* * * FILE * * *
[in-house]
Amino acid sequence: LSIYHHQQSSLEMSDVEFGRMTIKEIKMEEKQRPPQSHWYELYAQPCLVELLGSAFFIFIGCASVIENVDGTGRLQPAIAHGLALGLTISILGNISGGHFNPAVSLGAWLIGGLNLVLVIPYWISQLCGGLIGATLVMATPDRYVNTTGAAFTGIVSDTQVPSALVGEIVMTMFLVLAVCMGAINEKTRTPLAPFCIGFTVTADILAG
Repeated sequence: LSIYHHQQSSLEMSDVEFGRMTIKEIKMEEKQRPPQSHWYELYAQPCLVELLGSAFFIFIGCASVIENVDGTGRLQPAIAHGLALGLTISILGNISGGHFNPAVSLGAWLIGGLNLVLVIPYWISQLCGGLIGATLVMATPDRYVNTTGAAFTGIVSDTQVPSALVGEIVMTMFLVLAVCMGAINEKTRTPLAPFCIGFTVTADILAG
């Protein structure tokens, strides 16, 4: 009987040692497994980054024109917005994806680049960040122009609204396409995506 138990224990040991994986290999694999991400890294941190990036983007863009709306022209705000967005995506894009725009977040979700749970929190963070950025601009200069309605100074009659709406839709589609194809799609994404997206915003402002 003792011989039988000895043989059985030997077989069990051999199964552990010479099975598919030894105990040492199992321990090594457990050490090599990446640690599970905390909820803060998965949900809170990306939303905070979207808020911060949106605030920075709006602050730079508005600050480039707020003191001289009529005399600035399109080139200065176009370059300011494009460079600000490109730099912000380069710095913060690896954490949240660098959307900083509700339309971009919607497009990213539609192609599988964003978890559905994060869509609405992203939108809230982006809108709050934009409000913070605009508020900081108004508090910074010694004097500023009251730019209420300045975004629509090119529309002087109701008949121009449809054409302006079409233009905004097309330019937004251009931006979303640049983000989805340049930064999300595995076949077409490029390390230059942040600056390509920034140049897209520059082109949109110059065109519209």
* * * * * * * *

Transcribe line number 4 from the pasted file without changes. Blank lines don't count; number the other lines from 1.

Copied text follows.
């Protein structure tokens, strides 16, 4: 009987040692497994980054024109917005994806680049960040122009609204396409995506 138990224990040991994986290999694999991400890294941190990036983007863009709306022209705000967005995506894009725009977040979700749970929190963070950025601009200069309605100074009659709406839709589609194809799609994404997206915003402002 003792011989039988000895043989059985030997077989069990051999199964552990010479099975598919030894105990040492199992321990090594457990050490090599990446640690599970905390909820803060998965949900809170990306939303905070979207808020911060949106605030920075709006602050730079508005600050480039707020003191001289009529005399600035399109080139200065176009370059300011494009460079600000490109730099912000380069710095913060690896954490949240660098959307900083509700339309971009919607497009990213539609192609599988964003978890559905994060869509609405992203939108809230982006809108709050934009409000913070605009508020900081108004508090910074010694004097500023009251730019209420300045975004629509090119529309002087109701008949121009449809054409302006079409233009905004097309330019937004251009931006979303640049983000989805340049930064999300595995076949077409490029390390230059942040600056390509920034140049897209520059082109949109110059065109519209």